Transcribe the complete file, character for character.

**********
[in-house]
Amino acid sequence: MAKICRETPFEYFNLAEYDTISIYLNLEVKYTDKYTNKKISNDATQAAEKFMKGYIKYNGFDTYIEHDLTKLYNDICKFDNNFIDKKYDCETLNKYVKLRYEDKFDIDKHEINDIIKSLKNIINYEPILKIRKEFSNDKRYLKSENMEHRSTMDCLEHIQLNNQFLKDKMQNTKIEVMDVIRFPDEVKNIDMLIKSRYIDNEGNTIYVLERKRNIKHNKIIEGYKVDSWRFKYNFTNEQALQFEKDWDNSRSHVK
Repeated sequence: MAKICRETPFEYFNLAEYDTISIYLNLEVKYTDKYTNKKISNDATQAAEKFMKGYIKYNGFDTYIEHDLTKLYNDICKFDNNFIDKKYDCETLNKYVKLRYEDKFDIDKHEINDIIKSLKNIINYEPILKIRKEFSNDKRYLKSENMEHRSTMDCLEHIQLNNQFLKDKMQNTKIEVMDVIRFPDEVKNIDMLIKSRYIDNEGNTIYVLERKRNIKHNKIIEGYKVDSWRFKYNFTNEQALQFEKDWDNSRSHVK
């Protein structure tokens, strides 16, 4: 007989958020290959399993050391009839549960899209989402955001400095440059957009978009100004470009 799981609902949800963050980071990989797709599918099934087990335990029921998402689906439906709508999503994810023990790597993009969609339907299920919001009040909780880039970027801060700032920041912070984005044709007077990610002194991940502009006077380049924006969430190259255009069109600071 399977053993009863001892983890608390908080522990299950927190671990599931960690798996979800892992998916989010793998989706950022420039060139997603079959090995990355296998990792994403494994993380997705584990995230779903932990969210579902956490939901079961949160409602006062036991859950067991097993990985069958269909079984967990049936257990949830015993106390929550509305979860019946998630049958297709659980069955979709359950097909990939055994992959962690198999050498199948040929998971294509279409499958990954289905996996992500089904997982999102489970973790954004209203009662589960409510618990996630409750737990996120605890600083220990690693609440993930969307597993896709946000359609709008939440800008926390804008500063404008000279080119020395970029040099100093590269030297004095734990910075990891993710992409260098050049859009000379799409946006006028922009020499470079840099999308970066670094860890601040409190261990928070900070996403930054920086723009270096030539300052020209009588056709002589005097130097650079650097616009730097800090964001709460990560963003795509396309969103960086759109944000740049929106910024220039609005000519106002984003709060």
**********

[in-house]
Amino acid sequence: MAKICRETPFEYFNLAEYDTISIYLNLEVKYTDKYTNKKISNDATQAAEKFMKGYIKYNGFDTYIEHDLTKLYNDICKFDNNFIDKKYDCETLNKYVKLRYEDKFDIDKHEINDIIKSLKNIINYEPILKIRKEFSNDKRYLKSENMEHRSTMDCLEHIQLNNQFLKDKMQNTKIEVMDVIRFPDEVKNIDMLIKSRYIDNEGNTIYVLERKRNIKHNKIIEGYKVDSWRFKYNFTNEQALQFEKDWDNSRSHVK
Repeated sequence: MAKICRETPFEYFNLAEYDTISIYLNLEVKYTDKYTNKKISNDATQAAEKFMKGYIKYNGFDTYIEHDLTKLYNDICKFDNNFIDKKYDCETLNKYVKLRYEDKFDIDKHEINDIIKSLKNIINYEPILKIRKEFSNDKRYLKSENMEHRSTMDCLEHIQLNNQFLKDKMQNTKIEVMDVIRFPDEVKNIDMLIKSRYIDNEGNTIYVLERKRNIKHNKIIEGYKVDSWRFKYNFTNEQALQFEKDWDNSRSHVK
């Protein structure tokens, strides 16, 4: 007989958020290959399993050391009839549960899209989402955001400095440059957009978009100004470009 799981609902949800963050980071990989797709599918099934087990335990029921998402689906439906709508999503994810023990790597993009969609339907299920919001009040909780880039970027801060700032920041912070984005044709007077990610002194991940502009006077380049924006969430190259255009069109600071 399977053993009863001892983890608390908080522990299950927190671990599931960690798996979800892992998916989010793998989706950022420039060139997603079959090995990355296998990792994403494994993380997705584990995230779903932990969210579902956490939901079961949160409602006062036991859950067991097993990985069958269909079984967990049936257990949830015993106390929550509305979860019946998630049958297709659980069955979709359950097909990939055994992959962690198999050498199948040929998971294509279409499958990954289905996996992500089904997982999102489970973790954004209203009662589960409510618990996630409750737990996120605890600083220990690693609440993930969307597993896709946000359609709008939440800008926390804008500063404008000279080119020395970029040099100093590269030297004095734990910075990891993710992409260098050049859009000379799409946006006028922009020499470079840099999308970066670094860890601040409190261990928070900070996403930054920086723009270096030539300052020209009588056709002589005097130097650079650097616009730097800090964001709460990560963003795509396309969103960086759109944000740049929106910024220039609005000519106002984003709060």